Wednesday night's GOP debate was perhaps the dullest affair of the political season thus far, lacking the fireworks expected as Senator Rick Santorum and former Governor Mitt Romney both vie for the top spot. Covering no new ground and focusing on irrelevant topics like birth control and earmarks, CNN proved once again that moderated debates are best left to absolutely any other network. "The Most Trusted Name in News" spent its two-hour time block asking stupid and inane questions, leaving the candidates themselves to inject a sense of meaning and urgency into the evening. CBS found the debate so tedious they listed the audience under the "Losers" column in their analysis.
The biggest surprise of the night was Sen. Rick Santorum's complete torpedoing of himself. His lowest moment came as he blatantly admitted to voting against his own conscience to "take one for the team," an action completely at odds with his campaign message. He chuckled nervously as the audience booed on multiple occasions, loudly when he attempted to talk over Mitt Romney and defend his record from the former governor's challenges.
Romney fared much better as he presented a combative front, often giving detailed responses when confronted as opposed to his usual deference to canned answers. Some of his most clever maneuvering came during his defense of his decision to support a Wall Street bailout while rejecting a Detroit bailout. While saying nothing new or remotely groundbreaking, Romney managed to take the night by presenting a strong persona with a willingness to address his challengers in a meaningful way.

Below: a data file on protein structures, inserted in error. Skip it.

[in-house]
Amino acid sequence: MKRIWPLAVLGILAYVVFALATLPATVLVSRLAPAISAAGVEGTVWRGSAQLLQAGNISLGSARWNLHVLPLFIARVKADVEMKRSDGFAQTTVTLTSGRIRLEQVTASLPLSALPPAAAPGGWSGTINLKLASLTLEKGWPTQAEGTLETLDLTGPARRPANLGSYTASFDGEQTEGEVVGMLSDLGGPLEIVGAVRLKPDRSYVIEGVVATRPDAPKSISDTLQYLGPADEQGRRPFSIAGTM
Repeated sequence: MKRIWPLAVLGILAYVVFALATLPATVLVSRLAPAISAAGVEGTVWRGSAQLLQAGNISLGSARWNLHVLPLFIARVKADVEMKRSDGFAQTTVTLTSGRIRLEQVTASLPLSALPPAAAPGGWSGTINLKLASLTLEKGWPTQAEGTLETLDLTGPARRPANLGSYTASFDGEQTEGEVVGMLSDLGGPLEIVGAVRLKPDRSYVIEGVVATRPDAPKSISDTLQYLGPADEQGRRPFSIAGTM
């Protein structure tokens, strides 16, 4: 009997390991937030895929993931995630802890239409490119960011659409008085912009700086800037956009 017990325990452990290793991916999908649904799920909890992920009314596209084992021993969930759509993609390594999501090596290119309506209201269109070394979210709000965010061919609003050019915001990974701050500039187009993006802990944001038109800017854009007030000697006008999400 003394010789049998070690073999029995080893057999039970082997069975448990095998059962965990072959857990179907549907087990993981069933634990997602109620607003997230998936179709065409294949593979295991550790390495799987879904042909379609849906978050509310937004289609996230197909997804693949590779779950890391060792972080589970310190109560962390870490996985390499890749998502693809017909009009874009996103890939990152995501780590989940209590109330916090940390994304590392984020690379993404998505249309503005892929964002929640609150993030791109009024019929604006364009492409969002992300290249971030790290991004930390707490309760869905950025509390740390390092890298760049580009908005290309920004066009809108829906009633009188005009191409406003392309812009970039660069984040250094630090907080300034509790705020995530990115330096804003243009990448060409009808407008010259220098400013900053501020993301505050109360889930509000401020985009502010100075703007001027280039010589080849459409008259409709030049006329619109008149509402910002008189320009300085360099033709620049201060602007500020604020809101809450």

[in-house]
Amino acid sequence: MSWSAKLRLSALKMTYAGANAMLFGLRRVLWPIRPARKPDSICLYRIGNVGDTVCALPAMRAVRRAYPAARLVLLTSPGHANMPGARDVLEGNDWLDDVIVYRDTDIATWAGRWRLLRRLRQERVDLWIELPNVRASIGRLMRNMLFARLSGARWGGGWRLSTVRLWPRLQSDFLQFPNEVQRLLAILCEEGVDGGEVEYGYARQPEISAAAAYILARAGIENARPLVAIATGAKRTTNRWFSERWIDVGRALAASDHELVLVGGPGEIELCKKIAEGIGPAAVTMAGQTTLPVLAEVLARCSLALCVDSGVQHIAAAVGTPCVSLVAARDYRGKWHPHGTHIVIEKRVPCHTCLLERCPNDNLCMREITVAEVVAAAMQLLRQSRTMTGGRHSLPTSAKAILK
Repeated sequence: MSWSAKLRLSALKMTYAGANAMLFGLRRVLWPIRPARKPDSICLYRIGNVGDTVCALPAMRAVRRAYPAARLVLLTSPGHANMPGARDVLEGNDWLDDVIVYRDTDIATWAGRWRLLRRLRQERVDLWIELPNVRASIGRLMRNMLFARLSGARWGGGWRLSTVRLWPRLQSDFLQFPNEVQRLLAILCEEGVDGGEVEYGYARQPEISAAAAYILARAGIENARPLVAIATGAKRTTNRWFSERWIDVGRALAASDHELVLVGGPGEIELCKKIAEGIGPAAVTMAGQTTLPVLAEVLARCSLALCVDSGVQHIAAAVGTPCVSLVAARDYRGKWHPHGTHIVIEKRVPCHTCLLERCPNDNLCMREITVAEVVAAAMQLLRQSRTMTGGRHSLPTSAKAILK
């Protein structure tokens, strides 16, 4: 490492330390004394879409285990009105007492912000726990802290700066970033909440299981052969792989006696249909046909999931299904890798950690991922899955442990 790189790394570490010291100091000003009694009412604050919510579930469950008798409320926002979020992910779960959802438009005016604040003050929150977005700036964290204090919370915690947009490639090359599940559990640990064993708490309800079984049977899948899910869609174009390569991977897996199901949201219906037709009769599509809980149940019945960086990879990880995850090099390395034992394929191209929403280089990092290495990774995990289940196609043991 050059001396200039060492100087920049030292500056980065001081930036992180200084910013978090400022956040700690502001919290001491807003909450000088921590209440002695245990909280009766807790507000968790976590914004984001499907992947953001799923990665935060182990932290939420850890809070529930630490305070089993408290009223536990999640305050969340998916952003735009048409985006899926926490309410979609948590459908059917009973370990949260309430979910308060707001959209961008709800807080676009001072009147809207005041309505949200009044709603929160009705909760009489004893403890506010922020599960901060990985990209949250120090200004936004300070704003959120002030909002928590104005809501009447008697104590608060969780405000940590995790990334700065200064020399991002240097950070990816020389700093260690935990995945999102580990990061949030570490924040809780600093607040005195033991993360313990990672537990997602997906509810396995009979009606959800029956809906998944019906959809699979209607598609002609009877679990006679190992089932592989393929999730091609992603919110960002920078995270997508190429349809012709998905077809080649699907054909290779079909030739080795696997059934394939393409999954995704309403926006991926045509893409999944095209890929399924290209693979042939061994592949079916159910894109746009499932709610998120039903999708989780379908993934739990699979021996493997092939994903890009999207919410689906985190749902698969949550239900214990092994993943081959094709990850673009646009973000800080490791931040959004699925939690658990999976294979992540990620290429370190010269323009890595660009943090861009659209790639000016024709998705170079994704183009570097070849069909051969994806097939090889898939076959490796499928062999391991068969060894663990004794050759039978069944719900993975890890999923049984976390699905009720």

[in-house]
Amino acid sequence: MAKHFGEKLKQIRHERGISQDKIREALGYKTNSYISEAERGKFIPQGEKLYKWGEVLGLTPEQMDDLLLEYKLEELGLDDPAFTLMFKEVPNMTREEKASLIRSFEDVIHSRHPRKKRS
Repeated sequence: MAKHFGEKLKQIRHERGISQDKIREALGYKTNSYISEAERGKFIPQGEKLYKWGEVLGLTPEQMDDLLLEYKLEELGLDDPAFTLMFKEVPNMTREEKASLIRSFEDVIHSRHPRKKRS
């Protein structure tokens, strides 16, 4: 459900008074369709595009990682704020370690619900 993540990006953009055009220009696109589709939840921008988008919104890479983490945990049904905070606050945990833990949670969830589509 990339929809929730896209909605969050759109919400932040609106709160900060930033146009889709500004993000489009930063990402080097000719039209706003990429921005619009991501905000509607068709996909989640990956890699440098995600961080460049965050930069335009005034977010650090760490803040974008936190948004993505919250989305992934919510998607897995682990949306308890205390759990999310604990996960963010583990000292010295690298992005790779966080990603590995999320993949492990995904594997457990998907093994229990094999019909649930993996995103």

Former Speaker Newt Gingrich was in typical character, attributing "infanticide" to President Obama and claiming the United States' enemies are the only ones who are "safe." His hyperbole makes for good television but is unlikely to translate to votes. While Ron Paul may lag in the polls, he's a consistent winner with the debate audiences. Easily taking the most memorable moment of the night, Paul called Santurom a "fake" conservative with a bad record.
At the end of the debate, one was left wondering when it ever really started. Every question seemed like a warm-up, hopefully leading to a discussion of substance. What resulted was a flat performance full of bickering without a single player who inspired a presidential confidence. CBS may have placed the audience in the losers column, but they had an even more damning projection for the night's winner: Barack Obama.